NEVER MISS A STORY.
Sahan Journal publishes stories about Minnesota’s communities of color you won’t find anywhere else.
Sign up for our free newsletter, delivered to your inbox.
The Minnesota Department of Health is organizing COVID-19 testing events across the state that offer residents a chance to be tested without worrying about immigration status or a lack of health insurance.
The one- or two-day “no-barriers” events, which have attracted up to 1,000 people at each site, are currently taking place in St. James, Austin and Madelia in southern Minnesota, after having been held in the Twin Cities, Duluth, Moorhead, St. James and Faribault.
State officials have been working with local public health officials to pinpoint locations, and with advocacy groups to get the word of a testing event out into the community. They say it’s important for everyone in Minnesota that anyone can get tested, even if they are undocumented and lack health insurance.
“Those are all things that we have been trying to take into account as we create these community testing sites, to try to make sure there are no barriers to testing,” said Kou Thao, the director of the Center for Health Equity at the Minnesota Department of Health.
In total, the state lists 240 testing facilities of all kinds in Minnesota at facilities including fairgrounds and schools. The state program constitutes a small percentage of those testing sites.
Minnesota originally sponsored six testing sites across the state on Memorial Day weekend in collaboration with the National Guard. Four testing sites remained open through June to provide people who had attended the large protests against the killing of George Floyd a safe place to get tested.
Since then, the state has continued organizing events based on the needs of specific communities. Local public health officials report COVID-19 positivity rates to the Department of Health, which then determines whether a testing site should be put up in that area.
Each testing site is a bit different — you can drive through some, but others are walk-ups. Thao encouraged people to book an appointment to avoid wait times, but staff also is offering in-person registration. At the testing station, a medical professional will use a short nasal swab to conduct the non-invasive test. The process generally takes less than 10 minutes, and results are available two or three days.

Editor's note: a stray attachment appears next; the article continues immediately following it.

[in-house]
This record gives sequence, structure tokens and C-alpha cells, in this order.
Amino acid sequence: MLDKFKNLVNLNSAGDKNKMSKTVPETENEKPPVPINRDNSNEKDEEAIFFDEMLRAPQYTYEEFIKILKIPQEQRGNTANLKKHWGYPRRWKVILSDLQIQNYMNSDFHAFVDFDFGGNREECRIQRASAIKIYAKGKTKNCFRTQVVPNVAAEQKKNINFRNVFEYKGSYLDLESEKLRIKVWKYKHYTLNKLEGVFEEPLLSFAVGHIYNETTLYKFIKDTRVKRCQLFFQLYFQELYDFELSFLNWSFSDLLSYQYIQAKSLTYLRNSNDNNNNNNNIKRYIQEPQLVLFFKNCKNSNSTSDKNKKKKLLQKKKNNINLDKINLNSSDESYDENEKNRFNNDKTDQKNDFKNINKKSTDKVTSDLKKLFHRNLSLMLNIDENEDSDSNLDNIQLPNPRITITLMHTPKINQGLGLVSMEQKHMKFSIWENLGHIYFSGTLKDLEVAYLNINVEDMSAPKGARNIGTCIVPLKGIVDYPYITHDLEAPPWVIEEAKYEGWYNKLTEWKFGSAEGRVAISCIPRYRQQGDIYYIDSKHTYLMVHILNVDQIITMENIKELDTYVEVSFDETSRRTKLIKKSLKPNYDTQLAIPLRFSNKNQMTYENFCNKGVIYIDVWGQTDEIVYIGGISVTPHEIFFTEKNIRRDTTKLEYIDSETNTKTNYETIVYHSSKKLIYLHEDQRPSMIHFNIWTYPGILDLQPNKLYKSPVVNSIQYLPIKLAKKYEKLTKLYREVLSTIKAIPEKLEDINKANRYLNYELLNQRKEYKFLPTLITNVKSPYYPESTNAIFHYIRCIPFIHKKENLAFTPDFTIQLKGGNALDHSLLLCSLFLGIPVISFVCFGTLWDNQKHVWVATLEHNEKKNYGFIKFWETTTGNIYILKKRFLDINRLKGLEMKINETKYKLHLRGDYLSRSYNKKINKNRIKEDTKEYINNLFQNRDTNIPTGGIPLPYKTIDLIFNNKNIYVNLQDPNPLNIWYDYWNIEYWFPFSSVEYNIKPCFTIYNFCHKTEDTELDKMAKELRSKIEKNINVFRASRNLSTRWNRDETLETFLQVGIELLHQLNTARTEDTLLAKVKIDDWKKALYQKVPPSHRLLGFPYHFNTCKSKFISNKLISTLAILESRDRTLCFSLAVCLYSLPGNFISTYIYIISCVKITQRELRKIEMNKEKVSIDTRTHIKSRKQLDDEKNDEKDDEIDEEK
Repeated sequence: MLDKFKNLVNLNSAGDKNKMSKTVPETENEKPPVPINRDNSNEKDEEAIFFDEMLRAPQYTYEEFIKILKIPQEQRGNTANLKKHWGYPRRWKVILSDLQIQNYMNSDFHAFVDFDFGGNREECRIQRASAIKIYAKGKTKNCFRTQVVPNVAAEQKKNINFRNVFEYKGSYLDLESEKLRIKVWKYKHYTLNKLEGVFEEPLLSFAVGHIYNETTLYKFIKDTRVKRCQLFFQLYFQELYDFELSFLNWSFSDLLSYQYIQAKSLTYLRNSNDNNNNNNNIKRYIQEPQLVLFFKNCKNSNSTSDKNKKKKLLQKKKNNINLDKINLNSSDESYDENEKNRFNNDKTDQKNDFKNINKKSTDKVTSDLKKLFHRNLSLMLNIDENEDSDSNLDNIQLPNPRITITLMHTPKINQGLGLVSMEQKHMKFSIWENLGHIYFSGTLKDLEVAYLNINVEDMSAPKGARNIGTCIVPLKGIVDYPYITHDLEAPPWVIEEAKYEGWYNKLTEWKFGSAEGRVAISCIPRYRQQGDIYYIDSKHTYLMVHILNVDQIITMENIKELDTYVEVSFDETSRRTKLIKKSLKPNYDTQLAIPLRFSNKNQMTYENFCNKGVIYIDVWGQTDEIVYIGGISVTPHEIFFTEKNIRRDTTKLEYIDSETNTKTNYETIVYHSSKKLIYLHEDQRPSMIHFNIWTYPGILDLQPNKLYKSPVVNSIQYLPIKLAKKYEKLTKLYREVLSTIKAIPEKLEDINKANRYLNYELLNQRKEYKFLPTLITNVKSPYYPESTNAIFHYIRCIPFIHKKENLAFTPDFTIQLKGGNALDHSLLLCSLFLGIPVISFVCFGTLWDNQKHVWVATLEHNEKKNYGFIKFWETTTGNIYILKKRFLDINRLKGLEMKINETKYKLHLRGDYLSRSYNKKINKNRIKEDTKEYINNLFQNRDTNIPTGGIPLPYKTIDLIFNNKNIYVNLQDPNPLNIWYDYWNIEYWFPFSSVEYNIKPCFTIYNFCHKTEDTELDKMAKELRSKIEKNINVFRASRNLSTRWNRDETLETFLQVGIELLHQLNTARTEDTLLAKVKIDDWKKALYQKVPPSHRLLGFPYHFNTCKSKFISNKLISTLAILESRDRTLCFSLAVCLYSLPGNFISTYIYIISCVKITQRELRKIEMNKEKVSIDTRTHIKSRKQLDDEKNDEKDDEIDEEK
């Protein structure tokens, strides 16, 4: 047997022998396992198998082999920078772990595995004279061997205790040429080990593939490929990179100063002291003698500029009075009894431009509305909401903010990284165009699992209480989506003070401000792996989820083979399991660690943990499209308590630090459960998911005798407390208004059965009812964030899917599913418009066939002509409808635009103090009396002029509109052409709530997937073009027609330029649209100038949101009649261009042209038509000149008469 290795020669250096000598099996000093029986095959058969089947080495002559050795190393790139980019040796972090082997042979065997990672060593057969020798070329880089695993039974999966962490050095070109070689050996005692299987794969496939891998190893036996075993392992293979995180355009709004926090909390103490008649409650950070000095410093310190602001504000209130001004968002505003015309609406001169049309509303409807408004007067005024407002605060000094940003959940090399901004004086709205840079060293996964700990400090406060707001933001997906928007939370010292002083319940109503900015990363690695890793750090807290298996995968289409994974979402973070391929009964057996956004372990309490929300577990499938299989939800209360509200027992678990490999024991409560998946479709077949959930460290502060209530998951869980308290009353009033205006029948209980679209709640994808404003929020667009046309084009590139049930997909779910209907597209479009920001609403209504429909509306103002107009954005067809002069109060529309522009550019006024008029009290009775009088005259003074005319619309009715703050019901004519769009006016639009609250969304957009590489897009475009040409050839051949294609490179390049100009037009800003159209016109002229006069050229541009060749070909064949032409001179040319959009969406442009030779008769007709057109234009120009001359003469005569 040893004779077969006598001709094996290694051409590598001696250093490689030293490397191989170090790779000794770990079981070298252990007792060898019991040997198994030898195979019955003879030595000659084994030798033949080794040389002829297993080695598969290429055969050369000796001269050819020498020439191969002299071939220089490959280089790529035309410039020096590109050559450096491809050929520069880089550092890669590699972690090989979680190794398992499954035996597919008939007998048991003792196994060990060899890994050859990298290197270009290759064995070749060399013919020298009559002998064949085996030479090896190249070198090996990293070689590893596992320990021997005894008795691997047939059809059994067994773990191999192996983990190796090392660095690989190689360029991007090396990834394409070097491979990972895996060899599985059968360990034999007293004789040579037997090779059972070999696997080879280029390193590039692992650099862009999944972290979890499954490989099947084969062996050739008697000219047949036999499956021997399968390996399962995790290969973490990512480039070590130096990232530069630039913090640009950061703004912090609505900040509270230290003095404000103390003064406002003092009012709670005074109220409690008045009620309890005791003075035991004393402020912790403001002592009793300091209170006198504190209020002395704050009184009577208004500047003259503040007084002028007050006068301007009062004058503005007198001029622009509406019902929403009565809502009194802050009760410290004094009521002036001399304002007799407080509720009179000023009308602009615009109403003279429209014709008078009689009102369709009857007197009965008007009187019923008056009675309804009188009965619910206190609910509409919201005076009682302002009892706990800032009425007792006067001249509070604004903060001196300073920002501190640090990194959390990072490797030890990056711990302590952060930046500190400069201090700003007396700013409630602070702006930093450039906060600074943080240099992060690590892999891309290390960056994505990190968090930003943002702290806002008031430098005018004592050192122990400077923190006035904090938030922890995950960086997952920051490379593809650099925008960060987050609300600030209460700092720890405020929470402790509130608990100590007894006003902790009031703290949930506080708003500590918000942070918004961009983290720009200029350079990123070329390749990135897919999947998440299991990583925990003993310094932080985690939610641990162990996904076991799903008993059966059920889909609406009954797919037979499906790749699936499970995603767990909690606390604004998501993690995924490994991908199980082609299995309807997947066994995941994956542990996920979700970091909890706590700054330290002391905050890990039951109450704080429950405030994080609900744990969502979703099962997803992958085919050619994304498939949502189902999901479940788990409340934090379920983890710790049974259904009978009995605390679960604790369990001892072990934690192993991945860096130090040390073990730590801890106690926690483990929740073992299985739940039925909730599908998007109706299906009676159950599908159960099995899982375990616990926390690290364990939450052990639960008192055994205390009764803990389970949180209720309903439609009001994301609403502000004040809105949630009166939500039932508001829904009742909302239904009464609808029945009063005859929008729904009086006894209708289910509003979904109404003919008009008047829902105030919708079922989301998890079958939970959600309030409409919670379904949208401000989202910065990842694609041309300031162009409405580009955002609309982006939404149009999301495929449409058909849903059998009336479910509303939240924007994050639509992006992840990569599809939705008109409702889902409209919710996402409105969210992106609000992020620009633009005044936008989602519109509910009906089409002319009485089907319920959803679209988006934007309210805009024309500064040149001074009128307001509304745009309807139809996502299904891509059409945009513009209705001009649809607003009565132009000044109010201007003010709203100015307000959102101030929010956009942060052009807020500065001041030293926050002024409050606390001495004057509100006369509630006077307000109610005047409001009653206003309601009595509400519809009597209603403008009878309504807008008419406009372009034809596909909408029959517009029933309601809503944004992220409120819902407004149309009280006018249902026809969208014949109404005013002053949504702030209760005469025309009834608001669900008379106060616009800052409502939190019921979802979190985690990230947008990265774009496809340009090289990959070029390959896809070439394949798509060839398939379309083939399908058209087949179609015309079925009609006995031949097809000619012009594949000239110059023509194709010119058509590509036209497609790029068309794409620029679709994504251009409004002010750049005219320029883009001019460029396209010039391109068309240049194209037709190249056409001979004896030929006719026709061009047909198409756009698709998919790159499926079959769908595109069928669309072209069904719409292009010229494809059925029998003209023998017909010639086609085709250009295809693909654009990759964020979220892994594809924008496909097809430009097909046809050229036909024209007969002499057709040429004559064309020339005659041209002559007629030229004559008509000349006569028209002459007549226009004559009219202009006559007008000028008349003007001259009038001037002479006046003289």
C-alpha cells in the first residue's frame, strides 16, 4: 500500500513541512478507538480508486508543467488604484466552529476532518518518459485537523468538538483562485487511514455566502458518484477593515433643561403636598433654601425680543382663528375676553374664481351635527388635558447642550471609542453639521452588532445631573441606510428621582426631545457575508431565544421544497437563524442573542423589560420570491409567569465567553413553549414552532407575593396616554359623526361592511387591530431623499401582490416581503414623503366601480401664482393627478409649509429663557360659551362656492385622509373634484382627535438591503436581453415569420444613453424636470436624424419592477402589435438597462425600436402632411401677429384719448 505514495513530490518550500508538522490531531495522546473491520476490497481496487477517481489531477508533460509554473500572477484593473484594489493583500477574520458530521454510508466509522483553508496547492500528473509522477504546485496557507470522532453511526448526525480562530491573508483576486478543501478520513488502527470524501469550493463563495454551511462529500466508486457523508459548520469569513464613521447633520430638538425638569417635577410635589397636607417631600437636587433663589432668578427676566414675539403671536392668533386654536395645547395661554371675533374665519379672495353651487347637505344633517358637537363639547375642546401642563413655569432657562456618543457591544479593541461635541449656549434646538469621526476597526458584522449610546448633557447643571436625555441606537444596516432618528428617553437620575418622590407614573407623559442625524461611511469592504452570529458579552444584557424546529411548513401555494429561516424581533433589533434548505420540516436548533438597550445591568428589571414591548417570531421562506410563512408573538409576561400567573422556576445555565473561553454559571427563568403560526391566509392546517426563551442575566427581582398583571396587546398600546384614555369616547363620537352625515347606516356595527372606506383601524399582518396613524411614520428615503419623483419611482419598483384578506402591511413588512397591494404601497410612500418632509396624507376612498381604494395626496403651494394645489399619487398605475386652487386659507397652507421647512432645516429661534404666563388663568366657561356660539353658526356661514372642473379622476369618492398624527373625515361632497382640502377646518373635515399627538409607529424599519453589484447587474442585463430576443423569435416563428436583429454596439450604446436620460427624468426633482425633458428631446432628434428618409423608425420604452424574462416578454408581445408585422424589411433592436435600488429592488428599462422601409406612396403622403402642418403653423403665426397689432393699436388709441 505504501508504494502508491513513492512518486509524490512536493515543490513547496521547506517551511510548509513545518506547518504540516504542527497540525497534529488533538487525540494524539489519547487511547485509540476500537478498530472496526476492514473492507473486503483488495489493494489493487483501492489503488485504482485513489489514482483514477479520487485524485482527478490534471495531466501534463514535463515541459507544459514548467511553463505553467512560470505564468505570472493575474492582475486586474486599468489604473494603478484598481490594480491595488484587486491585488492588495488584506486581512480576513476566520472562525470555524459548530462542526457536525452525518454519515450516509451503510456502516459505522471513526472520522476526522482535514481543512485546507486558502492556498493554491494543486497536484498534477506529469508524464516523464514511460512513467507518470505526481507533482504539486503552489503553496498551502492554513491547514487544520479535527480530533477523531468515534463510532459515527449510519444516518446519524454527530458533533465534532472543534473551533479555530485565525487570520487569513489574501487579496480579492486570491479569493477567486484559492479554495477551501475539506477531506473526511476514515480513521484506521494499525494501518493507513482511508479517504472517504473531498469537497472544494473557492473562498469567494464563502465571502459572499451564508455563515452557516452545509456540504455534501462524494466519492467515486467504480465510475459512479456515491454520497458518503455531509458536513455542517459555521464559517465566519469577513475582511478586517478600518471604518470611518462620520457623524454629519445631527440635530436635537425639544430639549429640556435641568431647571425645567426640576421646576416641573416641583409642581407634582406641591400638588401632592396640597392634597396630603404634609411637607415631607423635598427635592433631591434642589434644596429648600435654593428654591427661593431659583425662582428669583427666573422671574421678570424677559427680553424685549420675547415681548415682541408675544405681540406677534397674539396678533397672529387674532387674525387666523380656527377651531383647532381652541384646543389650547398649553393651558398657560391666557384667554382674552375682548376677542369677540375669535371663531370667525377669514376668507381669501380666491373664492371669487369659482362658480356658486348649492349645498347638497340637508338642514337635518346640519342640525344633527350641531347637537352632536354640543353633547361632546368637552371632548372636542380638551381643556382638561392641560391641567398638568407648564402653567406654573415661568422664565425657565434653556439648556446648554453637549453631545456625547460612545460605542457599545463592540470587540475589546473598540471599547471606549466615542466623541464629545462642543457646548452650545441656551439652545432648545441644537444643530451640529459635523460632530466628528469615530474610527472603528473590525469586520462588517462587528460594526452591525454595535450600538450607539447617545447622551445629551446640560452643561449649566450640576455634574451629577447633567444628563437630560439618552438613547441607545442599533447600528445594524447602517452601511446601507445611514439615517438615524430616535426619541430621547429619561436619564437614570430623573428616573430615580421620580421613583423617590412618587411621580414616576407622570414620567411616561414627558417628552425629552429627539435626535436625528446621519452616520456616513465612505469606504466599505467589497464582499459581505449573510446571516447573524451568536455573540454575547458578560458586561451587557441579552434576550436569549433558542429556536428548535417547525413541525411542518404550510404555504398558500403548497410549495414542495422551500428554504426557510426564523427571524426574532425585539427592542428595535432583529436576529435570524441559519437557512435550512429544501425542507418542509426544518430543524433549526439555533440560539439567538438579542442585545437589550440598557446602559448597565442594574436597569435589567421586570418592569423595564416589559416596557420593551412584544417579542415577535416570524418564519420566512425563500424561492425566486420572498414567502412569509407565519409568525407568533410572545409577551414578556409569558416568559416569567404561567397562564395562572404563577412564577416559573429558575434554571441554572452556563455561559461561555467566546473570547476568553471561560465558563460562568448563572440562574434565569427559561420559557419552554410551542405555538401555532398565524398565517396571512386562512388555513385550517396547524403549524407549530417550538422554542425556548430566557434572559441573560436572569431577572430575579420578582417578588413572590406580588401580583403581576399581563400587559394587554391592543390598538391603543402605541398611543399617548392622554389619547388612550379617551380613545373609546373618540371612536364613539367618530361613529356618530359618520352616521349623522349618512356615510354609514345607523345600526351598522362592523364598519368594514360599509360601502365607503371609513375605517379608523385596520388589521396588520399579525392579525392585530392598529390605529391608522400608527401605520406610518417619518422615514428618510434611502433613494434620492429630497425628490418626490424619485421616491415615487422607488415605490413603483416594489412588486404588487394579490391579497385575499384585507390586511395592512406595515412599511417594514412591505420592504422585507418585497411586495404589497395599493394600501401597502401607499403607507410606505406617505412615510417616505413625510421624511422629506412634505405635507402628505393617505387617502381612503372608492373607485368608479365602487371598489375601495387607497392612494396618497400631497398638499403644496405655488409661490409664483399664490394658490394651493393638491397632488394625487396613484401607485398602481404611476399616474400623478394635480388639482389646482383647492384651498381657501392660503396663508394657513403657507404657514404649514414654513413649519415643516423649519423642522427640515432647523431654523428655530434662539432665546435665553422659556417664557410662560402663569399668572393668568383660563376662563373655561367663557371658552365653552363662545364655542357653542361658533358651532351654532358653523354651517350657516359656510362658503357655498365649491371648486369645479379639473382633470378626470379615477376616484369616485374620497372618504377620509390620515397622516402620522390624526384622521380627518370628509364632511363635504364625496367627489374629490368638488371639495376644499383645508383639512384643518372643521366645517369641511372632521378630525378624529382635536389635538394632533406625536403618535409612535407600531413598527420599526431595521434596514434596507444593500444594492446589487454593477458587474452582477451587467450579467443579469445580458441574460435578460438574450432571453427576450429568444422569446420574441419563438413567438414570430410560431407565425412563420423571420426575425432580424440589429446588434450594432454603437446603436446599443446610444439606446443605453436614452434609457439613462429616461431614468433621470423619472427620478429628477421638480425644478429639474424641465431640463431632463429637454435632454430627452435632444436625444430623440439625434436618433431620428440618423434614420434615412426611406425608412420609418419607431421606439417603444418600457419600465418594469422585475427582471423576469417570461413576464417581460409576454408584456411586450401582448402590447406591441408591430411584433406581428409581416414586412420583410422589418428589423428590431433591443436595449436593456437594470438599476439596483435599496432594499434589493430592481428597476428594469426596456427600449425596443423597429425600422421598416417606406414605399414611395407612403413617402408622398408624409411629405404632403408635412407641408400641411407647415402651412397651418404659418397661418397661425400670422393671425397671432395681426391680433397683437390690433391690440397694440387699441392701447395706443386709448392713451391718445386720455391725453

For those who test positive, the provider who conducted the test will advise them of the next steps they should take, depending on the severity of their symptoms.
“We don’t ask any questions around citizenship or documentation so we don’t know whether folks were undocumented or immigrants,” Thao said. “But based on the data that we do have we could make projections.”
The state, which now has had about 40,000 confirmed cases of COVID-19, does not track cases by immigration status, but data is available by race and ethnicity. The Department of Health reported that Hispanics, for instance, make up 5% of the total population but 21% of the total number of COVID-19 cases.
“When test sites are sending us the data, it does not come with very detailed information on race and ethnicity,” Thao said. “Historically, it has been very difficult to track testing data.”
To make sure they are administering tests to communities disproportionately affected by the virus, Thao said the Department of Health works closely with community organizations.
Rodolfo Gutierrez, the executive director of HACER-MN, an advocacy and research group, has been involved in promoting testing facilities in St. James, where about 800 people received tests in a town of 2,000.
HACER-MN has been working closely with the Department of Health to reach out to Latino communities to learn how to better serve them during the pandemic. Gutierrez raised concerns that people in the Latino community were not aware that the state-sponsored testing sites do not require insurance. HACER-MN stepped in to address those concerns.
“So many people are really pleased, and they were also surprised that MDH was offering these for free,” Gutierrez said.
In Minnesota, a total of 685,247 COVID-19 tests have been completed since the end of March. Minnesota’s CARES Act requires COVID-19 tests to be covered by insurance companies. Fees for testing and diagnosis of COVID-19 is covered by the state for uninsured Minnesotans.
“It’s important, not only for Minnesota’s immigrant and refugee communities, but also for everybody in Minnesota, to be able to have access to testing, to not have costs be a barrier,” Thao said.
Thao added that the test is just one, albeit an important, piece of the bigger picture. Once someone receives a test, only then can they truly know what their next steps are.
A full list of testing locations across the state can be found on the state government’s website.
Hibah Ansari is a corps member with Report for America, a national service program that places journalists into local newsrooms.